A Warhammer Story

I’m not sure if I’ve talked much about this on my blog in the past, but I still think of myself as pretty new to this Warhammer lark. It’s an IP that I’ve always had some sort of awareness of, but have always been a bit reluctant to delve into properly – having always been a huge Star Wars fan, I have felt there isn’t enough room in my head for two big IPs! So for a long time, I was on the outside looking in, always fleetingly.

Then in 2010 or 2011 I bought into a card game called Warhammer: Invasion. It’s a Fantasy Flight LCG that was discontinued back in 2014, set in the Old World and featuring the usual dwarves, orcs and elves. I’d recently gotten heavily into the Lord of the Rings game, and bought this as a bit of light relief, but enjoyed it so much that I snapped everything up, and started devouring everything I could get for it.

The reason why my eye had been drawn to it was this artwork:

Warhammer Invasion

There was something about that Slann Mage Priest that really intrigued me! This art adorns the box for a deluxe expansion called March of the Damned, which introduced new factions to the game, Vampire Counts and Lizardmen. Around this time, there was a thread on the official forums asking what other factions people would like to see, and Tomb Kings really stood out to me as an intriguing name. I mean, I knew what to expect from Ogres and the like, but was interested to see what these things could be.

I’ve long been interested in Ancient Egypt, and Tomb Kings draw heavily on that aesthetic. Or, more the kind of Hammer Horror-esque The Mummy and that ilk. While there are of course legions of skeletons that wield weapons, the characters were all bandage-wrapped horrors, though the overall look is really very appealing to me. I think the idea of the undead with all that gold on them is what really drew me in!

But I never bought them.

As a kid, I remember one Christmas having a model spitfire as a present, and my older brother had a model messerschmitt. While he managed to put it together, and I seem to remember him painting it and adding transfers and all sorts, I was deeply dissatisfied because it wouldn’t go together like a Lego set. I was about 5 at the time, I should add! But I always remember the failure with this airplane, so when I was one those fringes of Warhammer, I was forever thinking of my lack of modelling skills.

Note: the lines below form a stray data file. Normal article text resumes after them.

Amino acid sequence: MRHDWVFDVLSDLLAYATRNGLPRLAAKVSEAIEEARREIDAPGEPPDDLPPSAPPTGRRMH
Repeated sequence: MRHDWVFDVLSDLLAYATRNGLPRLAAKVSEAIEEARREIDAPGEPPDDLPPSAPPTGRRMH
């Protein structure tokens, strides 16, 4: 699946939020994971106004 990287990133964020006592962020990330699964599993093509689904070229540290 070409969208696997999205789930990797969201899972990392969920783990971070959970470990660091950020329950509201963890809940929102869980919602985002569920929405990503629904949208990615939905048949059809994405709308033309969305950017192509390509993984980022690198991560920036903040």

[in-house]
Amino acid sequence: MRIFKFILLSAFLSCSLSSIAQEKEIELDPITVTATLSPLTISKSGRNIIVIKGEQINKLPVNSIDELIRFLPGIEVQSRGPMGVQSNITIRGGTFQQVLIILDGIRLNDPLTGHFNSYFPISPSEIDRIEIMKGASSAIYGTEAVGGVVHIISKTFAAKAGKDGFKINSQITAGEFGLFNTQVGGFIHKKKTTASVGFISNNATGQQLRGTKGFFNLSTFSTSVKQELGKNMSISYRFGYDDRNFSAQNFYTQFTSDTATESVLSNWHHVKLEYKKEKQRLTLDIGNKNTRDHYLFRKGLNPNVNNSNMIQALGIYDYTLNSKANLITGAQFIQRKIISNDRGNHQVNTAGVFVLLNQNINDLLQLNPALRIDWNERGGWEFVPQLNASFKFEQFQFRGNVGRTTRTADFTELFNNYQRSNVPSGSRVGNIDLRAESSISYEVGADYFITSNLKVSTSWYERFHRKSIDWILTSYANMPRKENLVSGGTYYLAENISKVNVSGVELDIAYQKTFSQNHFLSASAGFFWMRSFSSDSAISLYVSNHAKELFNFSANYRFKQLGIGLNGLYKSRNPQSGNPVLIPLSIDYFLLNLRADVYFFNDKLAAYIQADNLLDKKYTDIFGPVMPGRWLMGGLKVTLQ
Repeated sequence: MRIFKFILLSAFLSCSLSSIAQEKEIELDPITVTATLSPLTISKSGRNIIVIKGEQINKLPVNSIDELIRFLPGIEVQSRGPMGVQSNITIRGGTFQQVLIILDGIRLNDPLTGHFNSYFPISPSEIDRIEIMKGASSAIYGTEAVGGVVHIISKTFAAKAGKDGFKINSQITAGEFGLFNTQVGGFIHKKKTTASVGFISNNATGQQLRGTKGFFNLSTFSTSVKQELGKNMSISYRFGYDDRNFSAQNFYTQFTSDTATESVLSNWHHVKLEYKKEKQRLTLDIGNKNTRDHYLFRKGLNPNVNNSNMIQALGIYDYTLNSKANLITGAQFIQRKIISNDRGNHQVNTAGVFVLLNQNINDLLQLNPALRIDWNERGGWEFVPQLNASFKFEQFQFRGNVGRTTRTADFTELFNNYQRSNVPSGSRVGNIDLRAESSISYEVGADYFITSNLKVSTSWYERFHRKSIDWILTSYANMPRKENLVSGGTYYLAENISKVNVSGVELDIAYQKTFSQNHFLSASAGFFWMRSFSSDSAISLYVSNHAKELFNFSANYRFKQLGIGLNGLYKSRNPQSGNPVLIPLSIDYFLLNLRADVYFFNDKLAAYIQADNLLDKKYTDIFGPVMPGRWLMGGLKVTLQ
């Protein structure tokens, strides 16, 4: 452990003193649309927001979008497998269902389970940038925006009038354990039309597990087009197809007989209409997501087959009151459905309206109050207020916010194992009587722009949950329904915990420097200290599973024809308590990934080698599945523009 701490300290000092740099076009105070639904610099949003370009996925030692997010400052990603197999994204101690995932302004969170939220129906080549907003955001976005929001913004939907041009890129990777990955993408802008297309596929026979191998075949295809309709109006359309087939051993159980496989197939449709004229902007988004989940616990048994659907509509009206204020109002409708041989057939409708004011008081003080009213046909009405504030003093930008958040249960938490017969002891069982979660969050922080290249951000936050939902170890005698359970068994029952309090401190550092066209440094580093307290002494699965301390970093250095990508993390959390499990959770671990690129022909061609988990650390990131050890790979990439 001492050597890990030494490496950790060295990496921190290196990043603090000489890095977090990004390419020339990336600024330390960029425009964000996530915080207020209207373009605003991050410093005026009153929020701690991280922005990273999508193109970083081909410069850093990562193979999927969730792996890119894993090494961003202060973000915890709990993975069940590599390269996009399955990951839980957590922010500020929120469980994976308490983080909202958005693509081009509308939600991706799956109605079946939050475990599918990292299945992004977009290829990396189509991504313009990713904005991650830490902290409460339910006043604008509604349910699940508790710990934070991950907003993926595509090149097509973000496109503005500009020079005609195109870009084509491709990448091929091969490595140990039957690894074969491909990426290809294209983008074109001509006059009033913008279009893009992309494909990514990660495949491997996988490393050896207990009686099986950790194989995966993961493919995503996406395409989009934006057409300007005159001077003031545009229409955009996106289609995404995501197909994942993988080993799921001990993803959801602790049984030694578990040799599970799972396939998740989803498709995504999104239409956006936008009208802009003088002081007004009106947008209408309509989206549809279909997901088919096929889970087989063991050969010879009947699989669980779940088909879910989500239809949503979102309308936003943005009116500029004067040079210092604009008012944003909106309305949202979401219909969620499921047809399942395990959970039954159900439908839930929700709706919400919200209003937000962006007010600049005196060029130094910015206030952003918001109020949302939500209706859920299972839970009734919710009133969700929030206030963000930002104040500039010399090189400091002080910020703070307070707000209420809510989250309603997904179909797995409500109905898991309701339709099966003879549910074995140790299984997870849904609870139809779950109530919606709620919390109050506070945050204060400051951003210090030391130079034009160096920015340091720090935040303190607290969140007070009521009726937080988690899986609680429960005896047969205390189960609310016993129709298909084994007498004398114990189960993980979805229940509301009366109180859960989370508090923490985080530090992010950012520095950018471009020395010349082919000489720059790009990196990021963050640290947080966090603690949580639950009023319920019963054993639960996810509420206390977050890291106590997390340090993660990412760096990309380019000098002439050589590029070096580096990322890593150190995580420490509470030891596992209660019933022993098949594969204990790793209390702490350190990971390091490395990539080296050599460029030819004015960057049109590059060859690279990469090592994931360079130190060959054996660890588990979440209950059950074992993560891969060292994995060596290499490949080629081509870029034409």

When I eventually got into Warhammer models themselves, back in the summer of 2014, I moved almost instantly to 40k, a game I never thought I’d play, and went through a series of Necron kits – Necrons being space Tomb Kings in all but name, of course. When it came to collecting models for Fantasy (as it was still called then), I actually bought Ogres (and Lizardmen, but we won’t talk about them…) Tomb Kings were still not on my radar.

Throughout all this time, which saw me collecting space skeletons, Tomb Kings still somehow scared me. In writing this blog, I think I’ve finally realised why: rank and file. Looking at the pictures on the website of all those models ranked up with their bows and their spears and their goodness-knows what else, I think a little bit of 5-year-old me resurfaced, and I lacked the patience to put something together that looked just far too fiddly.

Age of Sigmar came out and I was bowled over by the Sigmarines, and it’s taken the withdrawal of the entire range to finally get me to invest in the models!

So I’ve finally taken the leap and have bought a decent amount of models – by my rough estimate, 202 wounds of the buggers – that I really can’t wait to turn into my next army! I’m still hoping I can get myself a Battalion box, another, what, 61 wounds right there! I guess we’ll see how the rest of the month progresses.

As a postscript, this is my 399th post on this here blog, and the 400th is right around the corner! It’s a little something that I’m looking forward to starting, anyway, so stay tuned!

Of Bats and Owls

Batman New 52

Continuing the theme of discovering new books and such, I’ve been investigating some of the comics from DC’s New 52 series and, since enjoying those involving The Flash, I’ve moved on to the caped crusader himself: Batman!